Why all the fuss about whether or not this rodent sees his shadow?
February 2 isn’t just Groundhog Day and a holiday made by humans to break up the middle of cold winter season. It’s actually an occurrence in nature that humans have observed and found reason to celebrate long before people in Punxsutawney wanted to bring tourists to their little settlement in the woods of Western Pennsylvania.
February 2 is exactly halfway between the Winter Solstice and the Vernal Equinox, marking the date that winter, literally, becomes spring. The seasons don’t change as if you’ve flipped a switch, but they move gradually from one to another in a cycle. The solstices and equinoxes mark the highest points of those seasons, and the cross-quarter markers in between mark the day one season has clearly blended with another. I notice this every year from my garden to the trail to just observing wildlife.
By February 2, in our modern time we notice the days have lengthened enough that there really is daylight when we leave work at the end of the day where just a week before it was still pretty dark. Ancient and not-so-ancient people saw it another way.
Nearly every culture and faith tradition has a name and celebration for this event. At the Winter Solstice, the sun stood still just long enough to make civilizations think it may have stopped moving, leaving us to suffer in the darkness and cold of winter. Then it began slowly moving again, the days lengthening so gradually that all we may notice is perhaps feeling better because there is more daylight, but ancient cultures centered feast days and celebrations around the return of life.
The full moon in February is often called the Hunger Moon because, though people have managed through the deepest extended cold of winter, their food stores put by at the previous autumn’s harvest may be near gone:
Half your wood and half your hay, you should have on Candlemas Day.
February lies ahead, often as frozen as January with not much nourishment in sight for hunter-gatherer or agrarian societies until the first edible greens begin to sprout, about a month away in early March, later in far north regions. Animals are often just as undernourished as humans, female animals are often bearing young, so hunting is usually out of the question. Yet the end was in sight and that alone was reason to celebrate in the harsh world before furnaces in the house and cars for travel and grocery stores offering food all year round.
And beneath the snow plants are gathering energy, seeds are swelling, roots are spreading, and above the snow the days are growing longer. The ewes, cows, goats and the females of other livestock as well as of wild animals are beginning to produce milk in preparation for the birth of their young later in the spring.
So this day has many names to commemorate all these observations that would become celebrations to humans weary of the cold and dark: Immolc or Imbolc, translated from “in the belly” referring to mothers and their young, and the first production of milk in preparation for birth; Brigantia or St. Brigid’s Day, who welcomes the light with candles and represents the light half of the year; and Candlemas when candles for the year are blessed celebrating Jesus’ presentation at the temple and the purification of Mary are the ones best known in Western culture.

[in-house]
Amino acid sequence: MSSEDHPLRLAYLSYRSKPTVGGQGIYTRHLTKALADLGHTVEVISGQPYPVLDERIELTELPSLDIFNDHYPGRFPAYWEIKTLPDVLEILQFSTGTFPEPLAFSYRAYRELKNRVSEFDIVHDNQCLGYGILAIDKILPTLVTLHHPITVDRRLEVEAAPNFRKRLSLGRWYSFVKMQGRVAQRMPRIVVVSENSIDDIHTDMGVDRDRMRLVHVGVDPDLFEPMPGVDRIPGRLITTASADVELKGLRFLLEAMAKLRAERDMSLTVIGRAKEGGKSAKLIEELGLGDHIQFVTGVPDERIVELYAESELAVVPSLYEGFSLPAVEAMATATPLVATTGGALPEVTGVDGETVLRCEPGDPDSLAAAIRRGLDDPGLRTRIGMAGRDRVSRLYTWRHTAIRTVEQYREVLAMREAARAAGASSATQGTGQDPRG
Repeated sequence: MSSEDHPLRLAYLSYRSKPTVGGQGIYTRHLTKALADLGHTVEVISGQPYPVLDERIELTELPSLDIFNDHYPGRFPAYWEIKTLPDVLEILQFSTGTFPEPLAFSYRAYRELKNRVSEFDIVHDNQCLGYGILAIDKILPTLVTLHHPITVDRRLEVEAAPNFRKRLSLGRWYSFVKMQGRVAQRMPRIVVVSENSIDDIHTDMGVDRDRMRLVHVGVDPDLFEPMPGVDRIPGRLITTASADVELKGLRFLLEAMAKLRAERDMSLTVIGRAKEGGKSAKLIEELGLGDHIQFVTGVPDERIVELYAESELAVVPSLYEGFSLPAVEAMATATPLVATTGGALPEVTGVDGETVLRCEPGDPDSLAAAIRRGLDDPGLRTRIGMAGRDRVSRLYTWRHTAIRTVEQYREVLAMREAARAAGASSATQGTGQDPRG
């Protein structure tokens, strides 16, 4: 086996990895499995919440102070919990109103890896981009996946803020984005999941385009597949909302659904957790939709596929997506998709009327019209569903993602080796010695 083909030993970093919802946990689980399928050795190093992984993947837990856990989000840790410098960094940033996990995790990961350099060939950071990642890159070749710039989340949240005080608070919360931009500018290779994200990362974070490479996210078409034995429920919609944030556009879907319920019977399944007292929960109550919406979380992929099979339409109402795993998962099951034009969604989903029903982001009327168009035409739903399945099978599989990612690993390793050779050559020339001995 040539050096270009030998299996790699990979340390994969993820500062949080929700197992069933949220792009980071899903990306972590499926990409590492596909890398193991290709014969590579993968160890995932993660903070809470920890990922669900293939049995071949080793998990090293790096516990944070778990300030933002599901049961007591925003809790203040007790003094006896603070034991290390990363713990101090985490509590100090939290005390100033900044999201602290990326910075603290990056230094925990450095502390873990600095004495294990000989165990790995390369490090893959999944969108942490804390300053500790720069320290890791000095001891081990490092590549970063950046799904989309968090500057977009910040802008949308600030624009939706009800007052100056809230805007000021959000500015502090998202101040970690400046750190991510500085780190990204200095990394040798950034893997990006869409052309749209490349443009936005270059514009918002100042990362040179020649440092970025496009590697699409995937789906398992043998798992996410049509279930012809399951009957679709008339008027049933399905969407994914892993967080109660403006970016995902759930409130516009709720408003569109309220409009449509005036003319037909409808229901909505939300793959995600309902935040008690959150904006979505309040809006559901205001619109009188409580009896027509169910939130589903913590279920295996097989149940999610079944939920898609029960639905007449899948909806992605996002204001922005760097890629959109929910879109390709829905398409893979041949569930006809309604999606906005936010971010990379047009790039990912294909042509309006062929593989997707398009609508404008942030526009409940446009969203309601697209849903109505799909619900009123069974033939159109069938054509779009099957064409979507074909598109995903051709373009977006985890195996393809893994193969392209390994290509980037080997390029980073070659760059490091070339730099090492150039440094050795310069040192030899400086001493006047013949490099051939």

Another traditional rhyme shows us that the day had become one for prognosticating:
If Candlemas Day be fair and bright, winter will have another flight. But if it be dark with clouds and rain, winter is gone and will not come again.
And before English and German settlers began landing on these shores, they were keeping an eye on the hedgehogs to determine if the little buggers saw their shadow on Candlemas or Brigantia morn. Other animals leave their burrows around this time as well—it’s snakes in another tradition—and you’ll often see birds pairing off. It doesn’t always happen exactly on February 2, but because the day was a longstanding cross-quarter day in the ancient calendar it’s carried the reputation of being a day for prognostication and celebration.
As with most other traditions, taking stock of things on February 2 came over on the boat with those early English and German settlers, and Pennsylvania still has many towns and neighborhoods settled all those years ago dedicated to these nationalities.
So why a groundhog? Why not a groundhog? They don’t get a whole lot of credit for anything else, especially not in my garden! This is one day when a fat, smelly, not-so-pretty North American native that reminds us of a large rat can get some respect and news coverage, and that’s never a bad thing for anyone. Really, they’re kind of cute and silly, especially when they’re little, they only become oily undulating eating machines in late summer when it breaks my heart to find all the beans I’d been looking forward to are reduced to bare stems.
Why Punxsutawney? Why do they wear top hats and dress coats? You can read about the Groundhog Day tradition and about Punxsutawney on the “official website of the Punxsutawney Groundhog Club” http://www.groundhog.org/. You can read more about the traditions of this day and this time of year through links on Wikipedia.
And with that, I hope it’s another year before I have to type the name Punxsutawney again.
All images and text used in this article are copyrighted to Bernadette E. Kazmarski unless otherwise noted and may not be used without my written permission. Please ask if you are interested in purchasing one as a print, or to use in a print or internet publication.